The assembly is a perfect primer for story writing workshops where pupils will write their own stories. We’ll use the innovative Accelerated writing method (as used by Creative Writing Club).

As well as the Vikings, other topics include: the Stone Age, the Bronze Age, the Iron Age Celts, the Greeksthe Egyptiansthe Romansthe Celtsthe Anglo Saxons, the Aztecs, Mayans, the Great Fire of London, Flooded world (natural disasters), the Normans, the Tudors, the Victorians, Shakespeare, Traditional tales, the Rainforest and many more.  I’m an ex-BBC editor and I can also offer workshops on factual writing (using a historical frame).

About me
I’ve written 14 books for children, over a wide age range (Y1-Y9) including: Spartapuss (Romans), Beowuff (Anglo Saxons vs Vikings) Olympuss Games (Greeks), Boudicat (Celts), Cleocatra’s Kushion (Egyptians).  My graphic novel ‘London Deep’ was chosen as a Recommended Read for World Book Day. I co-wrote the musical version of Julia Donaldson’s books The Gruffalo and Room on the Broom. I’ve led writing workshops for Shakespeare’s Birthplace Trust and The Young Archaeologists Club. Check out my profile on Love Reading For Kids:

  • No school is too large or too small
  • I am DBS checked and I have insurance cover.

For dates and prices please call 0845 838 5526 or email robin@mogzilla.co.uk

Please reply to this email with ‘Vikings’ in the subject line and I will send you my free PDF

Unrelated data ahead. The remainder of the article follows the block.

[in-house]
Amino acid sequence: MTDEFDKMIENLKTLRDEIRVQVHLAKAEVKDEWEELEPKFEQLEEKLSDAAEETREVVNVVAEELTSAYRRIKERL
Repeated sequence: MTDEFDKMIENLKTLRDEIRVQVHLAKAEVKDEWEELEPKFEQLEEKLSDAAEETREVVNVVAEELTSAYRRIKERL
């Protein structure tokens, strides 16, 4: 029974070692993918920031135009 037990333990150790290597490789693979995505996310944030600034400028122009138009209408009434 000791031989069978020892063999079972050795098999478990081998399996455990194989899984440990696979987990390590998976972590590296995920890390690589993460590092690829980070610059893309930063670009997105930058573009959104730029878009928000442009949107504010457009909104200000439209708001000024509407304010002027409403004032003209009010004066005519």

‘7 Tips for story writing
and a Viking writing frame.

 

To Kill a Mockingbird – An Abridged Text

To Kill a Mockingbird was written by Harper Lee and is a famous American novel about a girl called Scout Finch. The novel is set in the 1930s in the U.S.A. One of the most important themes in To Kill a Mockingbird is racism.

In the novel an Afro-American is accused of raping a white lady. It is clear that he is innocent but because he is black he is found guilty. To Kill a Mockingbird is set in a town called Maycomb in the southern states of the U.S.A.

During the 1930s racial discrimination was a big problem in the U.S.A. Black people were poor and they were not treated fairly by most white people. Scout and her family are different. They treat black people with respect. In the 1930s the law did not help Afro-Americans. Many had to go to prison for crimes they did not commit. In to Kill a Mockingbird an innocent black man has to go to prison.